investigate whether a relationship exists between prior concussion

and diagnosed LD among college football players and determine the

influence of these variables, in isolation and combination, on baseline

neuropsychological performance; and second, to evaluate the use of a

neuropsychological test battery in diagnosing concussion and

delineating recovery of cognitive function following MTBI in athletes.



Participants in this study consisted of 393 male college football

players from 4 Division IA football programs: Michigan State

University, East Lansing (n=119); the University of Florida, Gainesville

(n=106); the University of Pittsburgh, Pittsburgh, Pa (n=85); and the

University of Utah, Salt Lake City (n=83).

At the initial preseason baseline session, the following self-reported

data were collected: age, playing position, SAT/ACT scores

(Scholastic Aptitude Test/American College Testing, ie, college

entrance examination scores), history of LD, neurological history (eg,

central nervous system neoplasm or epilepsy), history of psychiatric

illness (eg, depression and/or mania or anxiety), history of alcohol

and/or drug abuse, prior sports played, and history of concussion.

Educational records at each institution were used to verify a

documented history of diagnosed LD. A standardized concussion

history form was administered at baseline to obtain detailed

information regarding previous concussions, year of concussion,

description of incident, nature and duration of relevant symptoms (eg,

confusion and/or disorientation, retrograde and/or anterograde

amnesia, and loss of consciousness), neuroimaging results (if any),

and days lost from participation in football (if any). Athletes who

reported amnesia were asked to provide any known collateral

information from the athletic trainer, sports-medicine physician, or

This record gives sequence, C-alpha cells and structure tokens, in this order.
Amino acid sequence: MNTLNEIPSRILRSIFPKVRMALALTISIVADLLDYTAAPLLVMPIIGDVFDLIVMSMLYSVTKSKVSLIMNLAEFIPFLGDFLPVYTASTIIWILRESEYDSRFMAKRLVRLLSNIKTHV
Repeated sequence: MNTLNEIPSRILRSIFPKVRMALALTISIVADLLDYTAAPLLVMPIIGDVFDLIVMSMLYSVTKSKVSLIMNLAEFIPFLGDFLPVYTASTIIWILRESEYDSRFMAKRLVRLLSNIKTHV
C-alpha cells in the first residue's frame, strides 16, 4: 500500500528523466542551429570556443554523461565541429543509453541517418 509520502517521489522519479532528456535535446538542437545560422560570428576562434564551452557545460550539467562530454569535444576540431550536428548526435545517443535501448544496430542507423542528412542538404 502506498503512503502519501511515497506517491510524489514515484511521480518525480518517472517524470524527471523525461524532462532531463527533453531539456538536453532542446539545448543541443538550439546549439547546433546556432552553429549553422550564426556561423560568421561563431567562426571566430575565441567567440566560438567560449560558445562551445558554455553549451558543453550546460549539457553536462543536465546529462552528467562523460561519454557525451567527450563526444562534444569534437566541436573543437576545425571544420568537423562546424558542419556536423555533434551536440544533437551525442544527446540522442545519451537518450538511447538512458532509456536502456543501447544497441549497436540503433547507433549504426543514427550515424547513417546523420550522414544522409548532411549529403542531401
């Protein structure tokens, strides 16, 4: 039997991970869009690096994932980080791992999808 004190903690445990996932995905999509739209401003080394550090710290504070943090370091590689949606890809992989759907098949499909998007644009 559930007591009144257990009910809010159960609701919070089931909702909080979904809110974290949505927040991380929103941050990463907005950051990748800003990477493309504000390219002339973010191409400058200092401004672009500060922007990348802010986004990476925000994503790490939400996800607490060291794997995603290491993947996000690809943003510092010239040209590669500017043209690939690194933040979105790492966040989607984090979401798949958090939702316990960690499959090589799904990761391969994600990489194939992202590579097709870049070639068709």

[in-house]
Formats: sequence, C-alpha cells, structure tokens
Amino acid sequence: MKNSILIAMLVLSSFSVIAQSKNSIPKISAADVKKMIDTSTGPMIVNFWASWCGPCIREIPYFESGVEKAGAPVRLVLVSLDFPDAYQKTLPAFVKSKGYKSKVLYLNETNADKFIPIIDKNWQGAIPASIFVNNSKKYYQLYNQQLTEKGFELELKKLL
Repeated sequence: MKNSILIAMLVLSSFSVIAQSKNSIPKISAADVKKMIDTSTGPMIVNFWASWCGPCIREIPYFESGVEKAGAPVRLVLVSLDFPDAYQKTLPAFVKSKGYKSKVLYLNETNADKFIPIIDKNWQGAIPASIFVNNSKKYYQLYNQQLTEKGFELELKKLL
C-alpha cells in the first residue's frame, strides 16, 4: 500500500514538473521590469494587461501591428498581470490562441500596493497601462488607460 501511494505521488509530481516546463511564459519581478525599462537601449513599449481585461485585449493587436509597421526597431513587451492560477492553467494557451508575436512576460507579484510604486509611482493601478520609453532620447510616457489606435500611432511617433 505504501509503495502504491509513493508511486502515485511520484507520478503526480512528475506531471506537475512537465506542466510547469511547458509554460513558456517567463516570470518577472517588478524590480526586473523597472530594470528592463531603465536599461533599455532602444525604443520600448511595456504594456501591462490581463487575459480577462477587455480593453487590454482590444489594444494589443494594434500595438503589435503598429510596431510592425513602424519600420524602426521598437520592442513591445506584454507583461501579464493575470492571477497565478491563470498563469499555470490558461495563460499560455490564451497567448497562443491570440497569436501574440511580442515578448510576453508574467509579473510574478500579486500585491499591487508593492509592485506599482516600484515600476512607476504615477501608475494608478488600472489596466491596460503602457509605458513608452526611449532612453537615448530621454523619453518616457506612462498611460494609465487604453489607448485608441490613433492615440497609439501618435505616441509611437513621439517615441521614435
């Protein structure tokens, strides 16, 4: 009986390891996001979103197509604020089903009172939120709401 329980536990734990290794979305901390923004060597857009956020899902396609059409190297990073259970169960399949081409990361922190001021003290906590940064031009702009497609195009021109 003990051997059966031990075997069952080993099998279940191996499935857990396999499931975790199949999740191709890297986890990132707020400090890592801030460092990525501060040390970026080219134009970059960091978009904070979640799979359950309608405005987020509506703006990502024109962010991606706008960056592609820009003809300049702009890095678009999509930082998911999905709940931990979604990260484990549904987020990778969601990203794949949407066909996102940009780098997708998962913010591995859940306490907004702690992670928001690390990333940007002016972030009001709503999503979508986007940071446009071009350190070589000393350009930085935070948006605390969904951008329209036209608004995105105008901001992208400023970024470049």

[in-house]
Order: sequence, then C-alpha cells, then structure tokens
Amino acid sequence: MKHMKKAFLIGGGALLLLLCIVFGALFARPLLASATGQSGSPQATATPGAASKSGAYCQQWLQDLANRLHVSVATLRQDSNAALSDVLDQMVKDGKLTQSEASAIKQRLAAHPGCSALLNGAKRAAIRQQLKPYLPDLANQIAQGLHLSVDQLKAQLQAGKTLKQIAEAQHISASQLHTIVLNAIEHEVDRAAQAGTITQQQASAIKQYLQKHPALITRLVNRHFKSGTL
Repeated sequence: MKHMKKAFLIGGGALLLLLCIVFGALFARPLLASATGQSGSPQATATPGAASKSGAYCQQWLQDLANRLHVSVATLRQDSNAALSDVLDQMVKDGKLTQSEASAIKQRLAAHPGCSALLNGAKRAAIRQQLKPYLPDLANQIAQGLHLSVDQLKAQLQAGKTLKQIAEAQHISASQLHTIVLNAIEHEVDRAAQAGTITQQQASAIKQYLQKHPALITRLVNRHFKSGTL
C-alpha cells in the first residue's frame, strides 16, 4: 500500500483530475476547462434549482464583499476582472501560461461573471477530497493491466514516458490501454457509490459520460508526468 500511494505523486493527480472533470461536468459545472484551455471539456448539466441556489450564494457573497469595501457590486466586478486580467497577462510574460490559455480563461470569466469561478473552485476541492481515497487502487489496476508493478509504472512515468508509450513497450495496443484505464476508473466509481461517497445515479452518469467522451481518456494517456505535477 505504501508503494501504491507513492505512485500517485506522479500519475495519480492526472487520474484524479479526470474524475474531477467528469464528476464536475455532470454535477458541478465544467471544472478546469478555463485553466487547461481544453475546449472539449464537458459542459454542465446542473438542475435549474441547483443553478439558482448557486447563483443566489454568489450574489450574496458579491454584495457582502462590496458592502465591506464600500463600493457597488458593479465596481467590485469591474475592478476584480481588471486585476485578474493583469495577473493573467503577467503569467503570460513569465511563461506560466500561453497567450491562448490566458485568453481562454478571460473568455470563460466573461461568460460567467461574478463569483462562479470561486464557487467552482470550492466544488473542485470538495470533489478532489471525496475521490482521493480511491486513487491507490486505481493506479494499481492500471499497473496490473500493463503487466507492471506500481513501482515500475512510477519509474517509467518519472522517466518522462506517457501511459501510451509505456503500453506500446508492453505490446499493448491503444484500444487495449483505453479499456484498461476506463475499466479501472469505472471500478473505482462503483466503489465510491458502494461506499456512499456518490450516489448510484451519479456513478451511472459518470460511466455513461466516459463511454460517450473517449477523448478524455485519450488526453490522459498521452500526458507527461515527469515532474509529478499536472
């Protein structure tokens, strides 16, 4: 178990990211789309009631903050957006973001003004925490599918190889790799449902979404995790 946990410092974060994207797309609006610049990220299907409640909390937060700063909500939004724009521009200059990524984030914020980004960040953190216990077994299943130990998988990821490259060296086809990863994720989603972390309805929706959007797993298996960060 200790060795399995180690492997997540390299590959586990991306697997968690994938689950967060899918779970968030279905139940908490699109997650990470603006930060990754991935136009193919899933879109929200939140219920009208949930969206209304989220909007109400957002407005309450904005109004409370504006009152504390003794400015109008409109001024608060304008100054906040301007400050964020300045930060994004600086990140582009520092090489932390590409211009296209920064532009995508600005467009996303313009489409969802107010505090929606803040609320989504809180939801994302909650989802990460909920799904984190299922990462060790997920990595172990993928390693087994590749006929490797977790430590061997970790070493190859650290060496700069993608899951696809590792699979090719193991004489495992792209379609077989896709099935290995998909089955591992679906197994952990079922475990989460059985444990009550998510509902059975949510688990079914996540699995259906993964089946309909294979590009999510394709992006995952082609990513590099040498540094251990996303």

other source familiar with the details of the incident. All previous

concussions were classified using the practice parameter of the

American Academy of Neurology.19

Protocol and Outcome Measures

Preseason Baseline Evaluation

Appropriate review for research with human subjects was granted

separately from the 4 institutions at which the participants were

enrolled. Each participant provided written informed consent for

voluntary participation. All data collection was completed by the

research team of clinical neuropsychologists (clinicians with PhDs or

doctoral-level students) or team physicians or athletic trainers who

were thoroughly trained in the use of the measures. Each examiner

was required to attend a 2-hour workshop and was supervised during

test adminstration (by M.W.C.) to facilitate the appropriate

standardized administration of the test battery. All measures were

administered and scored in a standardized manner to minimize

differences between test administrators and institutions. Project

investigators trained in neuropsychological assessment completed all

data scoring and interpretation.

Baseline data collection at 3 universities (Michigan State University,

University of Pittsburgh, and University of Florida) was completed prior

to the 1997/98 and 1998/99 football seasons during the months of

May to August. Baseline data collection at the University of Utah

occurred during February 1999 for the 1999/2000 season (only

baseline data from the University of Utah were used for analyses).

Approximately 95% of all roster football players (scholarship and

scout team players) voluntarily participated in the project. At these

baseline sessions, demographic and player history information was

obtained via interview.

Each athlete was then administered a battery of neuropsychological

tests (approximately 30 minutes in length) that is used by the

National Football League.17, 20 Tests in the battery were the Hopkins

Verbal Learning Test (HVLT; verbal learning, delayed memory);

Trail-Making Tests, Forms A and B (Trails A and Trails B; visual

scanning and executive functioning); Digit Span Test (attention and

concentration); Symbol Digit Modalities Test (SDMT; information

processing speed); Grooved Pegboard Test, dominant and

nondominant hand (bilateral fine motor speed); and the Controlled

Oral Word Association Test (COWAT; word fluency). This test

battery, described in detail elsewhere,17 was constructed to evaluate

multiple aspects of cognitive functioning. In addition to

neuropsychological testing, athletes also completed the Concussion

Symptom Scale17 to assess a baseline level of self-reported

symptoms. This Likert scale consists of 20 symptoms commonly

associated with concussion (eg, headache, dizziness, and trouble

falling asleep), with symptoms ranging from none (score, 0) to severe

(score, 6).

Postconcussion Evaluation

Athletes who sustained a concussion during the course of a season

underwent serial neuropsychological evaluations following the incident